|WASHINGTON, D.C. (WTVQ/Press Release) – After hearing from constituents in their congressional districts, U.S. Congressmen and members of the House Committee on Financial Services, Andy Barr, R-Ky, Van Taylor, R-Tex., and Al Lawson, D-Fla., have introduced legislationto provide economic support to the commercial real estate market, especially for businesses with Commercial Mortgage-Backed Securities (CMBS) debt.
H.R. 7809, the Helping Open Properties Endeavor (HOPE) Act works to protect millions of jobs across the nation by preventing commercial real estate, specifically to borrowers of commercial mortgages, according to the bill authors.
|“The COVID-19 pandemic and the ensuing government-imposed shutdown of the economy severely threatened the commercial real estate market,” Barr said. “The HOPE Act is a lifeline for commercial borrowers so they can stay in business, avoid foreclosure, keep their employees on staff and emerge intact on the other side of this crisis.”|
Specifically, the proposal provides borrowers of commercial mortgages, who have been hit the hardest economically by COVID-19, financial assistance through the HOPE Preferred Equity lending facility. Guaranteed by the Department of the Treasury, financial institutions will originate preferred equity instruments to borrowers.
The commercial real estate market encompasses hotel, retail, multi-family housing, industrial, and commercial property, industries which support millions of jobs throughout the United States. For example, 8.3 million jobs throughout the United States, and more than 600,000 in Texas are supported by the hotel industry while the retail industry directly supports 29 million American jobs.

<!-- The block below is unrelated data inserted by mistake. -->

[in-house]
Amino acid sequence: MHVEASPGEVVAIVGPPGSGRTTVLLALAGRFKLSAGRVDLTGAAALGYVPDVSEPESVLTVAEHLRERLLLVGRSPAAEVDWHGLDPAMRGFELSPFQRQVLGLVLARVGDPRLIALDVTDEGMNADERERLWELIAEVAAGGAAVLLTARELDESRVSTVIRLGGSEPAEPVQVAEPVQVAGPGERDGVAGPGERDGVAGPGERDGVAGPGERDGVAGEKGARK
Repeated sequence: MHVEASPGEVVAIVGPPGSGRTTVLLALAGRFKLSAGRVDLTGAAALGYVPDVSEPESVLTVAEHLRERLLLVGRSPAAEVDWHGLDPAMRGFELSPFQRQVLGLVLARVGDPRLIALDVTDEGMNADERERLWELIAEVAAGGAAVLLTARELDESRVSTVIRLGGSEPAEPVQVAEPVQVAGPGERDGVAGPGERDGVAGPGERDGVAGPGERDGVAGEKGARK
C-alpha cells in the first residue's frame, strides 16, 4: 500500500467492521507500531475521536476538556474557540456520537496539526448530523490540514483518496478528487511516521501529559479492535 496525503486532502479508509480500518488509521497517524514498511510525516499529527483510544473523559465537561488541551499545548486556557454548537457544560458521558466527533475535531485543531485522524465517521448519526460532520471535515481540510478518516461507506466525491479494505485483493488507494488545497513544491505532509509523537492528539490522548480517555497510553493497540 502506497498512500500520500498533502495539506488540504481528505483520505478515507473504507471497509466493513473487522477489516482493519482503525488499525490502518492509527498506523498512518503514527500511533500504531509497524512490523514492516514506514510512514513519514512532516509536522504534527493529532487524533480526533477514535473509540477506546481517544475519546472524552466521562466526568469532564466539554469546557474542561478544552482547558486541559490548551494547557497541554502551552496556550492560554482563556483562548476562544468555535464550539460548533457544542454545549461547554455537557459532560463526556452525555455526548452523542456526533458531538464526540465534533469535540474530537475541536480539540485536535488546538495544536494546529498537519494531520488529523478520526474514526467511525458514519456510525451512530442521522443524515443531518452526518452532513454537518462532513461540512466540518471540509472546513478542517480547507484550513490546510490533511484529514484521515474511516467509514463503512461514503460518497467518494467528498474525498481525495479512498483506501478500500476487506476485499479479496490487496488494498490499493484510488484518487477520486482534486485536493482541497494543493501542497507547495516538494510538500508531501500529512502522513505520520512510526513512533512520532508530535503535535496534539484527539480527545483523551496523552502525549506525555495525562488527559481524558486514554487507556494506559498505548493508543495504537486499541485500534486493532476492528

As a result of the COVID-19 pandemic, businesses across the country have experienced revenue declines and cash flow shortages, making it difficult to meet monthly debt obligations and ultimately, threatening the livelihood of their business. While Congress and federal agencies have provided critical assistance to many businesses experiencing financial hardship through programs such as the Paycheck Protection Program and Main Street Lending Programs, these initiatives do not fit the needs of the commercial real estate market.
Businesses with CMBS debt have a particular challenge since their loan covenants are governed by multiparty state law contracts which typically prohibit additional indebtedness. Further, CMBS borrowers have less flexibility to modify their loans since bondholders of CMBS trusts expect principal and interest payments to be maintained.
In June, Congressman Taylor led a letter, signed by 104 Members of Congress from both sides of the aisle, urging the U.S. Secretary of Treasury Steven Mnuchin and Chairman of the Federal Reserve Jerome H. Powell to provide economic support to the commercial real estate market.